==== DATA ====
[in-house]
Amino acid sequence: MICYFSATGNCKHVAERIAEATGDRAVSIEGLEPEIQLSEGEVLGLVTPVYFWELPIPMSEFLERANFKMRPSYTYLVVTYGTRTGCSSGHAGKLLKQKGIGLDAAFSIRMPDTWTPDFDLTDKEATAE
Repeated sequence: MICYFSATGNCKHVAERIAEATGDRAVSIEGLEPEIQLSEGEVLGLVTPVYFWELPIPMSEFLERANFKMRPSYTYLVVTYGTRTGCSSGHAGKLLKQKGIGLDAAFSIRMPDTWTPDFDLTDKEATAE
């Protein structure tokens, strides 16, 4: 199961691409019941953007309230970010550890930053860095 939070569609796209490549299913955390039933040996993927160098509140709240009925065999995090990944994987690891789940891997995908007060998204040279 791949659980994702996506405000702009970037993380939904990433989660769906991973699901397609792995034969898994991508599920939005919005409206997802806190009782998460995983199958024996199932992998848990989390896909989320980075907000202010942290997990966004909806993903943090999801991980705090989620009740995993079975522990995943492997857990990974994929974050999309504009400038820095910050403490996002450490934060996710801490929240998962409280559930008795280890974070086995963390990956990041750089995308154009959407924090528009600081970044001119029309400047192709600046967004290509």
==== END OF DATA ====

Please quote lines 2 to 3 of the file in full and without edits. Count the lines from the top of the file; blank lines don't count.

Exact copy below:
Amino acid sequence: MICYFSATGNCKHVAERIAEATGDRAVSIEGLEPEIQLSEGEVLGLVTPVYFWELPIPMSEFLERANFKMRPSYTYLVVTYGTRTGCSSGHAGKLLKQKGIGLDAAFSIRMPDTWTPDFDLTDKEATAE
Repeated sequence: MICYFSATGNCKHVAERIAEATGDRAVSIEGLEPEIQLSEGEVLGLVTPVYFWELPIPMSEFLERANFKMRPSYTYLVVTYGTRTGCSSGHAGKLLKQKGIGLDAAFSIRMPDTWTPDFDLTDKEATAE